By Lauren Drewes Daniels
By Alice Laussade
By City of Ate
By Scott Reitz
By Lauren Drewes Daniels
By Alice Laussade
Italian also displayed resilience with eccolo Ristorante and enoteca opening in the former Toscana spot and Patrick Colombo's Ferré opening in the new West Village. Down the street on McKinney Avenue, Espartaco Borga opened La Duni Latin Café.
Extensions also dotted the landscape, more so than new openings. Mico Rodriguez's restaurant machine opened a dazzling new Mercury in the Shops of Willow Bend in Plano. Jeanie Terrilli expanded her Greenville Avenue namesake to Frisco with Terrilli's Sauce. Joel Lebovitz, founder of the Thomas Avenue Beverage Company, opened a more upscale operation called 2900 Thomas Avenue across the street from TABC. Franki's Lil' Europe founders Franki and Gabriela Kovacic launched Cafe Lago, while Rock Fish Seafood Grill founder Bill Bayne left that company and opened Half Shells Seafood Grill in Grapevine.
2201 Stemmons Frwy
Dallas, TX 75207
Region: Downtown & Deep Ellum
2000 McKinney Ave.
Dallas, TX 75201
Region: Uptown & Oak Lawn
4701 W. Park Blvd., Ste. 105
Plano, TX 75093-2326
9219 Garland Road, #1102
Dallas, TX 75218
Region: White Rock Lake Area
6617 Snider Plaza
Dallas, TX 75205
Region: Park Cities
Perhaps the most significant opening this past year was also one of the smallest and least dramatic--at least on the outside. Longtime Dallas chef Sharon Hage purchased the aging York St. and infused it not only with fresh blood but soulful elegance.
Transitions were also numerous, perhaps the most interesting involving former We Oui chef Nick Badovinus, who left an opportunity to open his own place with Phil Romano to join Tristan Simon in crafting menus for Cuba Libre and his Las Colinas restaurant Blue Fire, which is still on the drawing board. Thai Soon was shuttered on Greenville Avenue after roughly 14 years and reopened in Richardson, while the Greenville location became Moosh, a lounge opened by Teiichi Sakurai, who operates Teppo next door. Also on Greenville Avenue, Basha Middle Eastern restaurant was shuttered and reopened as Tabouli's.
But the most significant transitions involved people. Michael Cox, who with Stephan Pyles created Star Canyon, AquaKnox and Taqueria Cañonita, left the restaurant business after a short stint with Carlson Restaurants Worldwide to become manager of H.E. Butt Grocery Company's Central Market in Plano. Former AquaKnox Executive Chef Lisa Balliet left the cramped kitchen at the Cock & Bull Wine Bar and Restaurant and the restaurant business to spend time with her family. Brian Luscher, notable crafter of Hill Country cuisine at the defunct Routh Street Brewery, is now at The Grape. George Papadopoulos left Scott Ginsburg's multimillion-dollarVoltaire restaurant and headed back to New York before he signed on with a country club in Philadelphia with plans to come to Dallas someday to start his own restaurant. Papadopoulos was replaced by Joseph Gutierriz.
Salve! Ristorante, Phil and Janet Cobb's Italian restaurant on McKinney, continued to shed key employees including maïtre d' Wayne Broadwell, Executive Chef Kevin Ascolese and pastry chef David Brawley. Brawley and Ascolese resurfaced at Patrick Colombo's Ferré.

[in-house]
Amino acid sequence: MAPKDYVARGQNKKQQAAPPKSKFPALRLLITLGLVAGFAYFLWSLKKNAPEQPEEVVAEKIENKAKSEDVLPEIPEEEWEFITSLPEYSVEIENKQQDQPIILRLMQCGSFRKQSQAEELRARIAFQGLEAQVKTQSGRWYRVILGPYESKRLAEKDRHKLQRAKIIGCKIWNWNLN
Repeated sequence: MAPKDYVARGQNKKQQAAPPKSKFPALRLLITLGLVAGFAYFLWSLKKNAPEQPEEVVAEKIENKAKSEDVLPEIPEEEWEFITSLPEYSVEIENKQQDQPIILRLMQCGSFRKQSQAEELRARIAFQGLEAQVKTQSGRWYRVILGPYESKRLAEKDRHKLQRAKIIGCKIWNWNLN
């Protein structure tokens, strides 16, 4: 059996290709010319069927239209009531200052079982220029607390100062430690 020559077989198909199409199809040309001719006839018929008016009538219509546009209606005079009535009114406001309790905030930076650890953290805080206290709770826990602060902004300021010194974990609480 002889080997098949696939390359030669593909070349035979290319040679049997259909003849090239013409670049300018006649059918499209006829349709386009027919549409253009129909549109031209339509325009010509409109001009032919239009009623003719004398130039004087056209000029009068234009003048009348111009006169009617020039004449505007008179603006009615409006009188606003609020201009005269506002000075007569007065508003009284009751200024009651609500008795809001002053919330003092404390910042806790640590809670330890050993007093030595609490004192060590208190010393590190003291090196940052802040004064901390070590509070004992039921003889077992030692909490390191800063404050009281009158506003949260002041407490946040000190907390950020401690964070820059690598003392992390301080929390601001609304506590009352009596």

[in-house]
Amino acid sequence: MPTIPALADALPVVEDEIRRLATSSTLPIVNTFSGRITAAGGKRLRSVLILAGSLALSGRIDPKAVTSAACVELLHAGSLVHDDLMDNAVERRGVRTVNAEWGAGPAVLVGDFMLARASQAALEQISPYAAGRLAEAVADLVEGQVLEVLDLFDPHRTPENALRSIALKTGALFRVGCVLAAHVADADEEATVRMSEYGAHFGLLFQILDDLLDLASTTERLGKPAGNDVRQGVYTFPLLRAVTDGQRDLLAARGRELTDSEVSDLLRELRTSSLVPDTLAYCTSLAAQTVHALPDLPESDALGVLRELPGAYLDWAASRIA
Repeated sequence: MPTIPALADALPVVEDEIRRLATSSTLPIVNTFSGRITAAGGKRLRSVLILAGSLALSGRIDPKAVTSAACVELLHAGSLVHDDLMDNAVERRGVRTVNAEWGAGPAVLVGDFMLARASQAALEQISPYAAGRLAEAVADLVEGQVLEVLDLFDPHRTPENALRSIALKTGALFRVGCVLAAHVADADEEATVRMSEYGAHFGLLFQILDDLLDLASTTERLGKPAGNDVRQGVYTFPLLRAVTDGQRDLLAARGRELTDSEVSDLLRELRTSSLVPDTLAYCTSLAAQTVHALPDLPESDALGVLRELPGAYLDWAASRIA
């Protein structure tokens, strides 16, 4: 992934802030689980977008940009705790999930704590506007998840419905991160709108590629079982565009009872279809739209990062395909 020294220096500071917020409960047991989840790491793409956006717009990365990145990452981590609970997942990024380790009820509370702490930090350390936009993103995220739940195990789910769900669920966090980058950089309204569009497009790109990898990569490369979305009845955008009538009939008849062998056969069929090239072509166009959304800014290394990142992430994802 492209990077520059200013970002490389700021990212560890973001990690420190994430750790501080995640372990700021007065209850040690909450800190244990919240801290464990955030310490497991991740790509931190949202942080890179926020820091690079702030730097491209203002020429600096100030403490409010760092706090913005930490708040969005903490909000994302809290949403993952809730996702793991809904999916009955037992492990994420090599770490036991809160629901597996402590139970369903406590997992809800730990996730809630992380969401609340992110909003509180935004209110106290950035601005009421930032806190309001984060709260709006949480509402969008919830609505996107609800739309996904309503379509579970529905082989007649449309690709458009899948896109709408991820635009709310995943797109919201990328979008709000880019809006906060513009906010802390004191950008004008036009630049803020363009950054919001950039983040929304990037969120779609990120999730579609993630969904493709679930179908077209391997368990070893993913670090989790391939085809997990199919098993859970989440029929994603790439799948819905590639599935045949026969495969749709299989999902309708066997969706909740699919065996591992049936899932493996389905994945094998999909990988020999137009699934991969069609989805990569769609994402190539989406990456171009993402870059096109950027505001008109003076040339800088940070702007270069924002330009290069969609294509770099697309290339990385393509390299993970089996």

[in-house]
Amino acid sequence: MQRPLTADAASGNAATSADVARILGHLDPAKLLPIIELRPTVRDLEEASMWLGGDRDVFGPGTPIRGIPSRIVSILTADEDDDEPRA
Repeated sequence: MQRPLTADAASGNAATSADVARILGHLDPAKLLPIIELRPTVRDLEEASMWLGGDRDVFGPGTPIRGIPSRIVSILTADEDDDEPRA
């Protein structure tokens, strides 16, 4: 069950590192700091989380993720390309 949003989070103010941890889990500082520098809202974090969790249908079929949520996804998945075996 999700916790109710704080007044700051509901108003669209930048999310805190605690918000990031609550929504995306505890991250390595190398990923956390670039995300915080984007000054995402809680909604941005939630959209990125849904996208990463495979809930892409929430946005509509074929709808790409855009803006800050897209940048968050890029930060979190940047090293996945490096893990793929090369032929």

Then there's Doug Brown, who made his mark at Nana Grill atop the Wyndham Anatole. Brown returned to Dallas from Murial's Supper Club in Palm Springs, after it succumbed to dot-com cash suction, to open his own restaurant. But the deal soured. So he's hanging out as corporate sous chef at Eatzi's until another one ripens.
McKinney Avenue solidified its reputation as Dallas' strip of restaurant antimatter. Three notable restaurants--O'Dowds Little Dublin, Bistral and Mangia e Bevi--chewed dust in 2001. It seems the places that do the best along this piece of pavement are sports bars and small joints with cheap food. So while other restaurants sputtered and died, Frankie Carabetta (formerly of Frankie's Sports Bar & Grill on the same street) and his partners Ed and Michael Ruibal Landscape Systems of Texas quietly opened Rocco's Pizza & Pasta and the McKinney Avenue Tavern.
Farther uptown, Lemmon Avenue saw the death of Shelly Dowdy's Venus Steakhouse & Supper Club after a few short months. This is the space where Chris Svalesen is slowly growing his restaurant 36 Degrees. Up north, Laura's Last Chance Texas Grill and Cantina was locked up after just a year in business, as was Caribbean Red, Anthony Bermea's eclectic Caribbean-Latin fusion restaurant and lounge, after just a couple of months. Francesco and Jane Secchi, owners of Ferrari's and Il Grano, opened and closed the Italian Cowboy and promptly sued the building's owners for sewer problems. Gene Street and his Consolidated Restaurant Cos. shuttered the Buttermilk Café.
Other restaurant corpses include Isola Gozo in NorthPark Center; Soprano's "Ameri-Ital" restaurant in Frisco (now Terrilli's Sauce); Jimmy Lu's Asian Bistro; Traci's restaurant, which shuttered to make room for a new boutique hotel on Leonard Street; and the massive brew pub Coppertank Brewing Co., which will reopen sometime in 2002 as America's Pub. Air-conditioning breakdowns made Fish a floater, and Les Saisons, the two-decades-old French restaurant that moved from Turtle Creek Village to the Centrum in 1997, closed its doors. Another Frenchie falter was Phil Romano's Ameri-French bistro We Oui in the Crescent Court, which is now an upscale casual New Orleans grubbery called Gumbo's. Romano is working on a seafood restaurant called Lobster Ranch with chef Tom Fleming. Carlson Restaurants Worldwide shuttered the Pyles-Cox global water-cuisine haunt AquaKnox and turned it into zen den, while the spot that was once La Valentina de Mexico was purchased by the group operating Nuevo Leon, which promptly shut it down after just a couple of months.
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